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Mexican Army‘s Puppy School Trains Rescue and Drug-Sniffing Dogs


Nestled in the midst of a military complex just outside of Mexico City, an army colonel operates a one-of-a-kind establishment: a “puppy school” for furry little warriors in training.

Here, young puppies destined for future roles as rescue or drug-detection dogs receive their fundamental training. The Mexico Army and Air Force Canine Production Center serves as the birthplace and initial training ground for these pooches, where they spend a formative four months. Subsequently, they are dispatched to various military units across the nation for more specialized training in their respective roles.

Established in 1998, this center used to be known for breeding various dog breeds, including German Shepherds and Rottweilers. However, it has now shifted its focus exclusively to reproducing Belgian Malinois. The facility breeds a staggering number of canines, with estimates falling around 300 dogs annually.

According to the center’s director, Col. Alejandro Camacho Ibarra, the Belgian Malinois is a remarkable breed of dog. “It’s a very intelligent dog, it’s a dog with a lot of hardiness, very resistant to diseases,” he added, as per NBC News.

It’s noteworthy that the Mexican military only has one such production facility, and it may well be the most extensive one in all of Latin America.

Rigorous training and health measures at the Mexican Army’s puppy school

Stringent precautions are in place here and there’s a good reason for that. A recent outbreak of canine parvovirus had made some of the puppies ill. Resultantly, every visitor is subjected to strict biosecurity measures, from being sprayed with disinfectant to stepping into a watery solution that ensures shoe soles are clean. In addition, only military personnel are allowed to touch the puppies.

From a very young age, the pups are trained through play. Camacho explains that the process starts shortly after weaning, at around a month old. The trainers use “attractors” — such as balls or rags — to entice the puppies to catch them. Whenever they succeed, they’re congratulated and rewarded. Unlike in “normal” or positive reinforcement dog training, where they might be given treats, military dogs are rewarded with pets and verbal praise.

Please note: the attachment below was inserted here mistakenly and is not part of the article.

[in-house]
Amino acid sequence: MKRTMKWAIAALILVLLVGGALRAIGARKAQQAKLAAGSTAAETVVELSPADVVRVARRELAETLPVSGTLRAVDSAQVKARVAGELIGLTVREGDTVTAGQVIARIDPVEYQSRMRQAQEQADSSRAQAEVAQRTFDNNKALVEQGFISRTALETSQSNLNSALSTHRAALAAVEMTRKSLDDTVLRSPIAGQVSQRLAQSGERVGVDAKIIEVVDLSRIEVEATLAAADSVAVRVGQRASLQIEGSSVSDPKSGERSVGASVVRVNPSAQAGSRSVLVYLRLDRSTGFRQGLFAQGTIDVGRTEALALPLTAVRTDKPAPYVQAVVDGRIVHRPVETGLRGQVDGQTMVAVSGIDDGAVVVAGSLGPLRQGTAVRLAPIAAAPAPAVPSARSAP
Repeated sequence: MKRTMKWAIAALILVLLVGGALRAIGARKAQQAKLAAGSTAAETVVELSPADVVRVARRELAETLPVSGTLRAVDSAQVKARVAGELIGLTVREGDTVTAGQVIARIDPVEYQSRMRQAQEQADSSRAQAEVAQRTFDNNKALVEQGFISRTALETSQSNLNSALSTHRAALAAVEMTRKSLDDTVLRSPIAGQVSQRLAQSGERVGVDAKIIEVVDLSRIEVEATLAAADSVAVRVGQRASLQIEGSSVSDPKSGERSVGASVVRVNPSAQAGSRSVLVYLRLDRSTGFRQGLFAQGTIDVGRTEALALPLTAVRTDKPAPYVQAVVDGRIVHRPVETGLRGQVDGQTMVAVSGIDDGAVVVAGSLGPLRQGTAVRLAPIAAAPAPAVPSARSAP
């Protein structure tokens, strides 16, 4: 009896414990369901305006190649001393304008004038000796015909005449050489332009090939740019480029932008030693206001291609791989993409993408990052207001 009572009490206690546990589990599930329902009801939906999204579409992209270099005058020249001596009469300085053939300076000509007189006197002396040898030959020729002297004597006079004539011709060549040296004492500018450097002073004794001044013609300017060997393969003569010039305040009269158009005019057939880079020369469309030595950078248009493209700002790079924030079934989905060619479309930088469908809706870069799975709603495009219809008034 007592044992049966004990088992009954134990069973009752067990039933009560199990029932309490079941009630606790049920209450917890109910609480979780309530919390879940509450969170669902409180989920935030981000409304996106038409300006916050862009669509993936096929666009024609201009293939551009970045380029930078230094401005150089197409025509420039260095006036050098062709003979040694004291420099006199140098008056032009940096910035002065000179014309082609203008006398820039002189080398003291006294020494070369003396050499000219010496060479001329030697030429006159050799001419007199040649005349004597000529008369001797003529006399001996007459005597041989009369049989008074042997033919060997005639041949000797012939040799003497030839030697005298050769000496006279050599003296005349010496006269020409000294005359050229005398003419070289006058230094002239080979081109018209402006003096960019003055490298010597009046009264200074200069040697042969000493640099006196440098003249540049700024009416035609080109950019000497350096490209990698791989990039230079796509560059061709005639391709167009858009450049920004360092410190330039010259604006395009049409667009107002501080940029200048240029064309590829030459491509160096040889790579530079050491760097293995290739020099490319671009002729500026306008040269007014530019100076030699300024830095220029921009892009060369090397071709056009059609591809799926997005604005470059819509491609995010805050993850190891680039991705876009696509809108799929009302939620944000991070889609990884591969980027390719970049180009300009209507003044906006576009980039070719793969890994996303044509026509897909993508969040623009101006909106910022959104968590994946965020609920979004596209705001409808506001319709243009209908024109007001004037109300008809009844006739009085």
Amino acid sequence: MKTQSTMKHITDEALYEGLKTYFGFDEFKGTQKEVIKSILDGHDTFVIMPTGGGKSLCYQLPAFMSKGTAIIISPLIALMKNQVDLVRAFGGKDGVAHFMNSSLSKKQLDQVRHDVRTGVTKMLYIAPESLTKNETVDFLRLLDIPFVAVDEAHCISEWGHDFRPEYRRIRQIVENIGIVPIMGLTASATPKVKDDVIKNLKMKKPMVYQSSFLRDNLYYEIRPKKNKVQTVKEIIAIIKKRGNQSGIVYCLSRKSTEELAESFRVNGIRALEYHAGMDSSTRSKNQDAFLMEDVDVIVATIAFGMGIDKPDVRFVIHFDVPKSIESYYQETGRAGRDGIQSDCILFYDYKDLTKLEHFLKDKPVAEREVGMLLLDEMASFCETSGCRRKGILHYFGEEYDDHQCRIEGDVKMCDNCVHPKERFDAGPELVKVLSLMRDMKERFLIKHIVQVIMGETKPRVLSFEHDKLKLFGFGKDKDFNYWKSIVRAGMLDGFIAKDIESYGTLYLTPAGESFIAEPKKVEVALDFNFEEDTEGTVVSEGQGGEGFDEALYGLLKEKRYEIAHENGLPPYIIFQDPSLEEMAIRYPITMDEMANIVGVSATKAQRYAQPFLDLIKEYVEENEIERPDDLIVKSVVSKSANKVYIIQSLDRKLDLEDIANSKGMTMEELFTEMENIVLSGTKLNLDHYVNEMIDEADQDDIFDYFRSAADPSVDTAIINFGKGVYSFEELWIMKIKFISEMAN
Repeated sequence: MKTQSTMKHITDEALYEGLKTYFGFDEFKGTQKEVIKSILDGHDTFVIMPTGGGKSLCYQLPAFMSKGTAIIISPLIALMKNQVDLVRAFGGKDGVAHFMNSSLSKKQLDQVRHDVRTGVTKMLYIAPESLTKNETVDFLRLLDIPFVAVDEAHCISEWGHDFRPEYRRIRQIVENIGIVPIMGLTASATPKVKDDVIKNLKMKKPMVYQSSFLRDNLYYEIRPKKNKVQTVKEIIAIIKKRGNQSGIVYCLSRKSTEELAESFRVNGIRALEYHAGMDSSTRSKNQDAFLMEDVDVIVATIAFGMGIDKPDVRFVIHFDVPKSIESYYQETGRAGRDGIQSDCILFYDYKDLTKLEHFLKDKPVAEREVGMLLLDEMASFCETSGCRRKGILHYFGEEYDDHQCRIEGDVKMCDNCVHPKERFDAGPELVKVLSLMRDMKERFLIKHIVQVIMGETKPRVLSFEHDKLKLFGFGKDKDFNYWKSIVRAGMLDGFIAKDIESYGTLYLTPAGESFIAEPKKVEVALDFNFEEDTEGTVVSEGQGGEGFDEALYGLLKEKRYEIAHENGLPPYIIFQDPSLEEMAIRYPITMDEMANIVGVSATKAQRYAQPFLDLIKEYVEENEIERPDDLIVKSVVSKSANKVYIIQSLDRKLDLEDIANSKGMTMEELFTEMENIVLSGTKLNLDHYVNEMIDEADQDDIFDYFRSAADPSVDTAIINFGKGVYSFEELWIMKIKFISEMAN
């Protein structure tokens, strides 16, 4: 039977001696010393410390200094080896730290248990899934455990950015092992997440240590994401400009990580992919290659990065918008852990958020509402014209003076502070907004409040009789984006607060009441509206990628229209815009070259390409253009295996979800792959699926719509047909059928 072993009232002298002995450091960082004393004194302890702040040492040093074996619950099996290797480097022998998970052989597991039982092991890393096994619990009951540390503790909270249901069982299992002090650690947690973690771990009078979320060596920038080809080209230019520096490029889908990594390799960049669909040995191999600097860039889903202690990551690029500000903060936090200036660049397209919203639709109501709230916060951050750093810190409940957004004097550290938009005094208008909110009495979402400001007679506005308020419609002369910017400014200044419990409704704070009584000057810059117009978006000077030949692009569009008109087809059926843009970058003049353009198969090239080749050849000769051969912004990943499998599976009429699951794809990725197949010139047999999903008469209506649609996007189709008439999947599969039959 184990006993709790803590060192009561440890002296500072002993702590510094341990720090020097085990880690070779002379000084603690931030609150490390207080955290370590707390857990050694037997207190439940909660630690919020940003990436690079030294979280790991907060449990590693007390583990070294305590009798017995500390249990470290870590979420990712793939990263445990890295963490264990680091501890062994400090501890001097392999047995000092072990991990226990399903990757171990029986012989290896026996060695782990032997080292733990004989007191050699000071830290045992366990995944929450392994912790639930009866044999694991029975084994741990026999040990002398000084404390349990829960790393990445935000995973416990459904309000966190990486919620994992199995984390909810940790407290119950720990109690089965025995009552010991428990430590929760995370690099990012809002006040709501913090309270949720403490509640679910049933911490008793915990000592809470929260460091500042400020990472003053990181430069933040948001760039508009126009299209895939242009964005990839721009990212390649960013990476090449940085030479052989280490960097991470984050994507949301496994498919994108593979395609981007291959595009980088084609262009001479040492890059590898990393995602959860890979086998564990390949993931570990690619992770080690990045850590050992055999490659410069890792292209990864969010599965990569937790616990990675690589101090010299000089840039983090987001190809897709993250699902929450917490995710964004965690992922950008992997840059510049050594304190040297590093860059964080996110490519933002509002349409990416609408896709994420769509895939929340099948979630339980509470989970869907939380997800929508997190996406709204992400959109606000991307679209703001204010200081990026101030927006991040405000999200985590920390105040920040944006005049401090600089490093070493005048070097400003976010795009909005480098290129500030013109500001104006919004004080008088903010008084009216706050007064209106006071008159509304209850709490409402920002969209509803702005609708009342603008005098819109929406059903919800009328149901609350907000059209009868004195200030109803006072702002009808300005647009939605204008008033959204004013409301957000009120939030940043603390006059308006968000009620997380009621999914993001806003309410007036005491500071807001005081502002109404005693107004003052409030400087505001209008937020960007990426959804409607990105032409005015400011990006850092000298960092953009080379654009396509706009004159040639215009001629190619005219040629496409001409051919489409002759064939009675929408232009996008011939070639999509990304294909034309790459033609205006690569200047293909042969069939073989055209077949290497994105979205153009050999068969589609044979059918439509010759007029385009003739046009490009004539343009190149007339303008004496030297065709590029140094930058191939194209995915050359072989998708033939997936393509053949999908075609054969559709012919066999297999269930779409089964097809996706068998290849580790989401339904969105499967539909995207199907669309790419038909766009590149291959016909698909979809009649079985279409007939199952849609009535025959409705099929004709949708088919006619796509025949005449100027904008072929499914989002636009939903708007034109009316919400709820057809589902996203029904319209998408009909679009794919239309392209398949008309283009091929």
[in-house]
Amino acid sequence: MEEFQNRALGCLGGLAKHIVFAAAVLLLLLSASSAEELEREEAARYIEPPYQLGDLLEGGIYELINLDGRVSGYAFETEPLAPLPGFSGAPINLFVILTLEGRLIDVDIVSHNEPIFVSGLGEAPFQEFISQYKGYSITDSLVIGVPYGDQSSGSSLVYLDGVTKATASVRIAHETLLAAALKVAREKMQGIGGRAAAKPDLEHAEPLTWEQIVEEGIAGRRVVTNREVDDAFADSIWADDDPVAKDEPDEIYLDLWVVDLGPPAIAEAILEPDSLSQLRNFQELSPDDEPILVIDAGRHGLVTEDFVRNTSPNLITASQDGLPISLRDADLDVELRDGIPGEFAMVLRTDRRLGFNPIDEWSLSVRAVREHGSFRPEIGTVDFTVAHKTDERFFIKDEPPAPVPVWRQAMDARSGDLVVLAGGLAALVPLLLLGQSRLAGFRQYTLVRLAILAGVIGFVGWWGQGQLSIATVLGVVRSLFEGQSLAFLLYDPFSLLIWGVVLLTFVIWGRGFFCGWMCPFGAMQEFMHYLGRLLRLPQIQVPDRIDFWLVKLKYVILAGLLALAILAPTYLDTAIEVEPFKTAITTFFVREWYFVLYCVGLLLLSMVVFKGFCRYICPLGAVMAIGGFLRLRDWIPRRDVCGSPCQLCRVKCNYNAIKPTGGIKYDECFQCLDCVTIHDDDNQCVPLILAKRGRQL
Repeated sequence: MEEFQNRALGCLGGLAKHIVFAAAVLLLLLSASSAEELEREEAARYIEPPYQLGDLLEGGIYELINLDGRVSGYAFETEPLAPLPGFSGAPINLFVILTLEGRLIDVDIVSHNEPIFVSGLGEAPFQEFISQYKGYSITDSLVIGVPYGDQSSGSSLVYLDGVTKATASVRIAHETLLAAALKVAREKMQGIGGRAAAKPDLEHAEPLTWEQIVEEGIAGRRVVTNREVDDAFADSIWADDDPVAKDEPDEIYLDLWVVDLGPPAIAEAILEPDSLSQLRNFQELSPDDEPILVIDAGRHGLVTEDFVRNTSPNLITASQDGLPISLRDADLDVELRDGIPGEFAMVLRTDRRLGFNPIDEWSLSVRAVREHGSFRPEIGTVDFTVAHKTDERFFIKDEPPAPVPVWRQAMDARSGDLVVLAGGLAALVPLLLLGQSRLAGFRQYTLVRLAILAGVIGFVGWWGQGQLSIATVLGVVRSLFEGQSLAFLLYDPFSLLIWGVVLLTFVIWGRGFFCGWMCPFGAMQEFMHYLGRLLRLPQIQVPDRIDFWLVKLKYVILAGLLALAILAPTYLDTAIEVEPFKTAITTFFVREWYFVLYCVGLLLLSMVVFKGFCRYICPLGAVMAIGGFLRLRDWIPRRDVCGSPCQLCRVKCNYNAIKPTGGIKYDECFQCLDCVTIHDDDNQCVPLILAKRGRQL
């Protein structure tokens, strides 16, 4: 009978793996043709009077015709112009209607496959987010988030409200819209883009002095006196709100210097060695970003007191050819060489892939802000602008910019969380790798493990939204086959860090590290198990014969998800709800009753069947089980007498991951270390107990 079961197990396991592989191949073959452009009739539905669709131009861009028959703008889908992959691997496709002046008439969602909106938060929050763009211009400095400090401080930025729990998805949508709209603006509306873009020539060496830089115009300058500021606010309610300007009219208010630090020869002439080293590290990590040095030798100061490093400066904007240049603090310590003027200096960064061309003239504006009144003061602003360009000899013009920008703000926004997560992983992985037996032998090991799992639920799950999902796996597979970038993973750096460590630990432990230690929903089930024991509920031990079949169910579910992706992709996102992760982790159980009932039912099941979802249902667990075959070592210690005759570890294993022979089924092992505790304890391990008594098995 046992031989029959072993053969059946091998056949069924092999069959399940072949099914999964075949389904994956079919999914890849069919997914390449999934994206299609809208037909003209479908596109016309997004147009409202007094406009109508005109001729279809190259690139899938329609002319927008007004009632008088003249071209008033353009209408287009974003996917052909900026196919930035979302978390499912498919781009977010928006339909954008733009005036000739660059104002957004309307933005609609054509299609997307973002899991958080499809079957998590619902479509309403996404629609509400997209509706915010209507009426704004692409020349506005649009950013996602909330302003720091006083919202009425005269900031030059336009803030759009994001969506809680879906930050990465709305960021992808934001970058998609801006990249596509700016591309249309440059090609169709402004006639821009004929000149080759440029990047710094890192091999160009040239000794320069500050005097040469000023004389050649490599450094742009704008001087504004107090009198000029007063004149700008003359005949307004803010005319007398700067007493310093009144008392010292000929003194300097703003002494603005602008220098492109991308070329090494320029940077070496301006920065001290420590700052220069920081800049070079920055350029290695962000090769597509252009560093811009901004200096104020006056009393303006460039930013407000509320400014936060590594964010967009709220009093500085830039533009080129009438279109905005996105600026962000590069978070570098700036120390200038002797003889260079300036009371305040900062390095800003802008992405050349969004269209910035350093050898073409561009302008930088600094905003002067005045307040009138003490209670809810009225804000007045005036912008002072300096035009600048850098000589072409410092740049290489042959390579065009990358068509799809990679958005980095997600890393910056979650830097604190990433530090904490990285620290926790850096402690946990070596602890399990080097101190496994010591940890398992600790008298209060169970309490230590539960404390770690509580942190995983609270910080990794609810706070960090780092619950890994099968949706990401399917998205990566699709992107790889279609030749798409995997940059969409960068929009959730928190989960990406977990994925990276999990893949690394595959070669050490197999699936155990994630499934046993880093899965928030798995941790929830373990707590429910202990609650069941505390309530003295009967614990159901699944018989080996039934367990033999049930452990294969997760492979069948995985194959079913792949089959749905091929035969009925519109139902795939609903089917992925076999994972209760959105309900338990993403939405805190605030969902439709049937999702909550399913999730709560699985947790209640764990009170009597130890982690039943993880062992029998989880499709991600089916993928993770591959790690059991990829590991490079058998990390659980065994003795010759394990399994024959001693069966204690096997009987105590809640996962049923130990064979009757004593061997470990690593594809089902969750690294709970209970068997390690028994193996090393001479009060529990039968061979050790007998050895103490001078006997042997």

At the Mexican Army puppy school, there’s a specific area designed for training. It features obstacles such as rocks, a tunnel, a section of plastic bottles to crawl over, a ladder, and tires.

On a recent visit to the facility, an NBC News reporter witnessed a typical day of dog training at the site. The reporter noted how one of the soldiers on duty was luring the dogs over with a rag for them to capture. Reportedly, the pups began sprinting down the trail, nimbly jumping over rocks, and weaving around obstacles. Two little pooches gave their all to make it to the end. Despite best efforts, one fell behind when it came to the plastic bottles. However, both eventually caught up to the rag held by the soldier.

“Very, very good, sons! Very good, boys,” the soldier exclaimed repeatedly, praising them while they held onto the rag for a few moments.

The unique naming system of Mexico’s K-9 unit

The Mexican canine camp strictly follows naming conventions. According to Camacho, until the puppies turn three months old, they are referred to only by their assigned number. After that, they finally receive their very own name. And, in keeping with tradition, each year is assigned a single letter of the alphabet. For 2023, the letter is “F.” Names such as Febo, Frodo, Fósil, Forraje, and Fido have already been given out.

Of course, training for these future doggie specialists doesn’t stop there. By the time they turn four months old, they have completed their basic training. From here, they are ready to move on to bigger and better things — other military units that specialize in drug detection, explosive handling, search and rescue, or security and protection. 

Given the current reliance of Mexico’s President, Andrés Manuel López Obrador, on the armed forces for a variety of projects, it’s no surprise that K-9 units are heavily involved as well. They’re vital components of the military’s drug detection activities. This is particularly true when it comes to identifying and halting the spread of dangerous opioids like fentanyl. That drug alone is reportedly responsible for a staggering 70,000 overdose deaths annually in the United States alone.

The work that goes into producing such well-trained pups is certainly no small feat, but the end result is more than worth it. It’s no wonder that these K-9 units are held in such high regard. Arguably, they’re helping to make the world a safer place, one bark at a time.


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